Are employed men or women in Australia more likely to drink at levels that increase their short-term risk of alcohol-related injury?

Employed Australian men are more likely than employed women to drink at levels that increase their short-term risk of alcohol-related injury. 

12% of employed Australian men abstain from alcohol; 30% drink at low risk levels (4 or less drinks on a single drinking occasion); 15% drink at levels that increase their short-term risk of alcohol-related injury (5 or more drinks on a single drinking occasion) on a yearly basis; 19% do so on a monthly basis; and 25% do so on a weekly basis. 14% of employed Australian women abstain from alcohol; 50% drink at low risk levels (4 or less drinks on a single drinking occasion); 14% drink at levels that increase their short-term risk of alcohol-related injury (5 or more drinks on a single drinking occasion) on a yearly basis; 12% do so on a monthly basis; and 10% do so on a weekly basis.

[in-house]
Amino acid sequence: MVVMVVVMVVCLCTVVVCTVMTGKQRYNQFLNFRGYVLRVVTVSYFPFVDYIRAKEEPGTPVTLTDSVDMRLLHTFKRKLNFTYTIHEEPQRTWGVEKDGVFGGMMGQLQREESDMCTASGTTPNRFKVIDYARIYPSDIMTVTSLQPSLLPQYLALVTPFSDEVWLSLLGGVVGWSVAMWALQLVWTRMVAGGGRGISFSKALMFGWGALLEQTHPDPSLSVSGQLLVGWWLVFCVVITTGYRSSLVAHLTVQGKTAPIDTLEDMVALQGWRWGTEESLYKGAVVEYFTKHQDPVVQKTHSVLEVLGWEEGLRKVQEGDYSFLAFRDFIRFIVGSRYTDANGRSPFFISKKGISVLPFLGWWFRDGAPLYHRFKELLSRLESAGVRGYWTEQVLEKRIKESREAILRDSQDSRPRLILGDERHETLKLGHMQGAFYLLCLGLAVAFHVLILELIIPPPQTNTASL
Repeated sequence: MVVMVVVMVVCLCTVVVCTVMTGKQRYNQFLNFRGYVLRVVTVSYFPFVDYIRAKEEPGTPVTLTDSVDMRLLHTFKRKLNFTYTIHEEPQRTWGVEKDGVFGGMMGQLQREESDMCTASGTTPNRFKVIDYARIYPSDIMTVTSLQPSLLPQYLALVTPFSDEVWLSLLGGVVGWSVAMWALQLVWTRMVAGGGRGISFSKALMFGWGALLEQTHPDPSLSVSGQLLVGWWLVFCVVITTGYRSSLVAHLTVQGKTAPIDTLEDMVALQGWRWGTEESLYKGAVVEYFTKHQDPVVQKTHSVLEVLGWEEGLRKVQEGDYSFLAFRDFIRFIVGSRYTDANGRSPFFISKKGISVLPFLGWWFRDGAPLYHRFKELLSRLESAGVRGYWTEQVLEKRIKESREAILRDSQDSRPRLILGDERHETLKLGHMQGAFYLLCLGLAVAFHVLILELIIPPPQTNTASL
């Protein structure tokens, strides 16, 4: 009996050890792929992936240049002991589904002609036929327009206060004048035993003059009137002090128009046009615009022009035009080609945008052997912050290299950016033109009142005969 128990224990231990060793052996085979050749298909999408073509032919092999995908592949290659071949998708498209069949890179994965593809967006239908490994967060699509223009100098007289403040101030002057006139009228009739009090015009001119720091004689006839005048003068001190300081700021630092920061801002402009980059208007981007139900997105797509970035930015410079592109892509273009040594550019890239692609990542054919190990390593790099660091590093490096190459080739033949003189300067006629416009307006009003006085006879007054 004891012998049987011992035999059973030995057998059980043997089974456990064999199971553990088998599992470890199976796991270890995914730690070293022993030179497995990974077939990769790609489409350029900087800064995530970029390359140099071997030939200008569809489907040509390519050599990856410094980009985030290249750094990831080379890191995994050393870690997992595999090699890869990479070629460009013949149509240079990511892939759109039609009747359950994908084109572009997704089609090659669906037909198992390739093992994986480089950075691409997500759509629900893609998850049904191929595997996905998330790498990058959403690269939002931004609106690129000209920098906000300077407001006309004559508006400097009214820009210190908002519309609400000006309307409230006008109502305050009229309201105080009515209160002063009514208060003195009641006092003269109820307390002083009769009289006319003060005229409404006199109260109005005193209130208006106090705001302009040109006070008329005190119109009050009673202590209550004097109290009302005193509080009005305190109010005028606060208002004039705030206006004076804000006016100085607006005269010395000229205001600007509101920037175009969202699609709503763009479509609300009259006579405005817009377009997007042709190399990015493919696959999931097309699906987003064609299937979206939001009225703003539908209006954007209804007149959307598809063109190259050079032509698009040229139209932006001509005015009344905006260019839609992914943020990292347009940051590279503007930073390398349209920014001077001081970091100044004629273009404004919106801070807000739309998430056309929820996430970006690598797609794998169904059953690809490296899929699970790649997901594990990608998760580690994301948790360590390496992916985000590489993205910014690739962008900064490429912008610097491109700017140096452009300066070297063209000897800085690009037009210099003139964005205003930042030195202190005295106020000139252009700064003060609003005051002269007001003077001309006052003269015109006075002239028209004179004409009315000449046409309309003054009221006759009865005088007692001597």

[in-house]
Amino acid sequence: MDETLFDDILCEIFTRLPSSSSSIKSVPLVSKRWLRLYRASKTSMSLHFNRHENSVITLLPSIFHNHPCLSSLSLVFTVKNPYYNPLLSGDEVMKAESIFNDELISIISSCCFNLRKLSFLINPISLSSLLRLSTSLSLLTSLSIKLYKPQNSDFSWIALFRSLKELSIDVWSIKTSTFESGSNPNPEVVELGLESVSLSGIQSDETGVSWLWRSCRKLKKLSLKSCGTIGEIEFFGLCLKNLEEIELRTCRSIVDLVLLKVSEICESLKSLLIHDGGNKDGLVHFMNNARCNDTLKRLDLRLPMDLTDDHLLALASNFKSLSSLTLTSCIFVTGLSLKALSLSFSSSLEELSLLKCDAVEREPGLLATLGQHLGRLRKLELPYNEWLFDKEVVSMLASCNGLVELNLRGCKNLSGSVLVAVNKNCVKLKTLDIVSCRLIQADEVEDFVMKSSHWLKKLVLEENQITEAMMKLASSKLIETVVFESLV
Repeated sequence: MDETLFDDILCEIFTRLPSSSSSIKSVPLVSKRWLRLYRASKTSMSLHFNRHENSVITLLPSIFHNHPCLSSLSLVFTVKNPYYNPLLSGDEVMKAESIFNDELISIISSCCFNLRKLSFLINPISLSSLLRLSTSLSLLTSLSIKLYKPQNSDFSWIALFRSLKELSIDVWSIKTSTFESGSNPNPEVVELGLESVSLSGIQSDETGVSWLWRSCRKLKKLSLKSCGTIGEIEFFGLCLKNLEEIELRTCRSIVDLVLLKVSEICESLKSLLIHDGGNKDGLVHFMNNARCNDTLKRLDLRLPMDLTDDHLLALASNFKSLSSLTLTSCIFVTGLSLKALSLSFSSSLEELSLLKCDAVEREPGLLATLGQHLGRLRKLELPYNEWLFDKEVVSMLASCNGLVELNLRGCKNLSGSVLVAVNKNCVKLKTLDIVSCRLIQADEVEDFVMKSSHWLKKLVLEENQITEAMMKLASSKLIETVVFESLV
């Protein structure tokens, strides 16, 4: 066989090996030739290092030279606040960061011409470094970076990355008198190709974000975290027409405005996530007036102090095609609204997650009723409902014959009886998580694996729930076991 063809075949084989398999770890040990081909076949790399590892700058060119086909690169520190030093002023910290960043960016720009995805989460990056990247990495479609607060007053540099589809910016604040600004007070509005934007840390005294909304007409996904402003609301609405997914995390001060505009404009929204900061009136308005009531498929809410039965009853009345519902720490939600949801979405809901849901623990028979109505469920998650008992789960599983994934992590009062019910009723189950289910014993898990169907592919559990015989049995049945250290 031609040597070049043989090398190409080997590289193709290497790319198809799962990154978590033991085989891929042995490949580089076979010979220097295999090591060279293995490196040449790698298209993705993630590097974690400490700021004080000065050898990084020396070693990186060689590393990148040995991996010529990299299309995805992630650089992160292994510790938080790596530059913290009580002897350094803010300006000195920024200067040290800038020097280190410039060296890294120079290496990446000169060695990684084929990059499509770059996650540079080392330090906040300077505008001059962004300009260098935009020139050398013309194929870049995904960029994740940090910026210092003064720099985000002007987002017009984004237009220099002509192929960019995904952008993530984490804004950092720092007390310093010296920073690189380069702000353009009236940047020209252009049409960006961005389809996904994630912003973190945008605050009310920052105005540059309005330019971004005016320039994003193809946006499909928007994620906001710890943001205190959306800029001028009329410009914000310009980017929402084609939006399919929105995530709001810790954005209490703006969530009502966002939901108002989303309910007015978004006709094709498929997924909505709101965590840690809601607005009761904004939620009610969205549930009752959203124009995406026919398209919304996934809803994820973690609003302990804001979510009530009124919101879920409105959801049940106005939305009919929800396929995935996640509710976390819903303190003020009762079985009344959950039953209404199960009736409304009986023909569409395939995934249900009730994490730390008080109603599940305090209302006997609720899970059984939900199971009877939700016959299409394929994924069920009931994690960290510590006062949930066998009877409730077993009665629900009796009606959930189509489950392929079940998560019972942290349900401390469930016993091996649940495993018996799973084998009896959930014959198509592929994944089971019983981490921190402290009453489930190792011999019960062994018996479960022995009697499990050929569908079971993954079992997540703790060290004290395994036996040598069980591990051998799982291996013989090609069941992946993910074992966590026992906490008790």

Source: Australian Institute of Health and Welfare (AIHW). 2013 National Drug Strategy Household Survey (NCETA secondary analysis, 2015).

Please note: Percentages may not tally to 100% due to rounding. All measures of alcohol drinks refer to standard drinks.

Employed: Self-employed or working for salary or wages.

Short-Term Risk of Alcohol-Related Injury: An individual’s risk of experiencing alcohol-related harm on a single occasion of drinking, e.g. from alcohol-related accident or injury. Current Australian alcohol guidelines state that drinking five or more standard drinks on any single occasion significantly increases short-term risk of alcohol-related injury.

Standard Drink: A drink that contains 10 grams (or 12.5 millilitres) of alcohol.